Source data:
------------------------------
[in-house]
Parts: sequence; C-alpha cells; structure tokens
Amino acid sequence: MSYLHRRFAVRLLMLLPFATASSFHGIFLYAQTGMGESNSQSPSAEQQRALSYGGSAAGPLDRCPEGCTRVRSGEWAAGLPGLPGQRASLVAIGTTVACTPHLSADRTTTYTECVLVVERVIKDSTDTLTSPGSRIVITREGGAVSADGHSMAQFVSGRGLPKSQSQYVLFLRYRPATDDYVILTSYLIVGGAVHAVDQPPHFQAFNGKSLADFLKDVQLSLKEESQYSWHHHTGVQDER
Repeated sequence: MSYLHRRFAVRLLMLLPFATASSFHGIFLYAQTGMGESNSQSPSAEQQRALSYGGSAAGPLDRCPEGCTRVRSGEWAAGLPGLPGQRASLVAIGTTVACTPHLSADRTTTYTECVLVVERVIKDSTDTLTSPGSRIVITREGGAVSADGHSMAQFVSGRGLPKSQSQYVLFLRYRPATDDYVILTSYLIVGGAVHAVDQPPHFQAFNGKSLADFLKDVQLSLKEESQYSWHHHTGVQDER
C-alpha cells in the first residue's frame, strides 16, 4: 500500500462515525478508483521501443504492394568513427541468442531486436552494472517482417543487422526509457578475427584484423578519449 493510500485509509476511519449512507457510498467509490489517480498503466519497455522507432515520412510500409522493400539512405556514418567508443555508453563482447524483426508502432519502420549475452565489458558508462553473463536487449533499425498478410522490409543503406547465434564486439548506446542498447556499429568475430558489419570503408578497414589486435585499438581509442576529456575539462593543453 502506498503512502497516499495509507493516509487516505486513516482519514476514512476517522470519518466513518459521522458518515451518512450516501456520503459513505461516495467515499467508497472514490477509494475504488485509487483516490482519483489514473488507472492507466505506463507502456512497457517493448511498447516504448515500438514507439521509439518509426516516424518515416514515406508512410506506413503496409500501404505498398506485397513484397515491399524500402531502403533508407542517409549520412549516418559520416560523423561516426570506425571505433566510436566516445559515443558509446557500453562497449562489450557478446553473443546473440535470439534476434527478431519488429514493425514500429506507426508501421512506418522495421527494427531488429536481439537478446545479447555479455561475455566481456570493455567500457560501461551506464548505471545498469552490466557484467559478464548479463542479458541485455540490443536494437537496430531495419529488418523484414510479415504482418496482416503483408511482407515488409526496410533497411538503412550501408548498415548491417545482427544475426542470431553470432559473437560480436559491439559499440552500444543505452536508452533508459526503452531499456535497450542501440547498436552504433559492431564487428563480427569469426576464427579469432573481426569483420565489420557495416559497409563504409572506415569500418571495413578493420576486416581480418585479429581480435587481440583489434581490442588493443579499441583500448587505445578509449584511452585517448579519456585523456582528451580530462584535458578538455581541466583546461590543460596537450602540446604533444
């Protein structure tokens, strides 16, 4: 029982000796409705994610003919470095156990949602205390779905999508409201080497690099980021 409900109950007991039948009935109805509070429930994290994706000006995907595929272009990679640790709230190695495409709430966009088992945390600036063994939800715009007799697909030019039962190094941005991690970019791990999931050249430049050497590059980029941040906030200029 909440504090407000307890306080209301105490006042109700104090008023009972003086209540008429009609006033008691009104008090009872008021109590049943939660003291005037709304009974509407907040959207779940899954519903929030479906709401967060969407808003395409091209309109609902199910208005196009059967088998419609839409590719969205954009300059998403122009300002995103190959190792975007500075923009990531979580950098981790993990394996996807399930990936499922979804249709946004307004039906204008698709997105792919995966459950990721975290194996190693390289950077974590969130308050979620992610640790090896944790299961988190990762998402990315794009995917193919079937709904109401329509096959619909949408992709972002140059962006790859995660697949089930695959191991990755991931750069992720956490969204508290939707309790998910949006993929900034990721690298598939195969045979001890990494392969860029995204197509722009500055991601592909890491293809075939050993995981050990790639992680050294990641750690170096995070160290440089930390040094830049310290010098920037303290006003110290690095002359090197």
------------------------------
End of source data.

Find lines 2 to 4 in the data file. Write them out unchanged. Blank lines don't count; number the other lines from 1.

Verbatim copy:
Parts: sequence; C-alpha cells; structure tokens
Amino acid sequence: MSYLHRRFAVRLLMLLPFATASSFHGIFLYAQTGMGESNSQSPSAEQQRALSYGGSAAGPLDRCPEGCTRVRSGEWAAGLPGLPGQRASLVAIGTTVACTPHLSADRTTTYTECVLVVERVIKDSTDTLTSPGSRIVITREGGAVSADGHSMAQFVSGRGLPKSQSQYVLFLRYRPATDDYVILTSYLIVGGAVHAVDQPPHFQAFNGKSLADFLKDVQLSLKEESQYSWHHHTGVQDER
Repeated sequence: MSYLHRRFAVRLLMLLPFATASSFHGIFLYAQTGMGESNSQSPSAEQQRALSYGGSAAGPLDRCPEGCTRVRSGEWAAGLPGLPGQRASLVAIGTTVACTPHLSADRTTTYTECVLVVERVIKDSTDTLTSPGSRIVITREGGAVSADGHSMAQFVSGRGLPKSQSQYVLFLRYRPATDDYVILTSYLIVGGAVHAVDQPPHFQAFNGKSLADFLKDVQLSLKEESQYSWHHHTGVQDER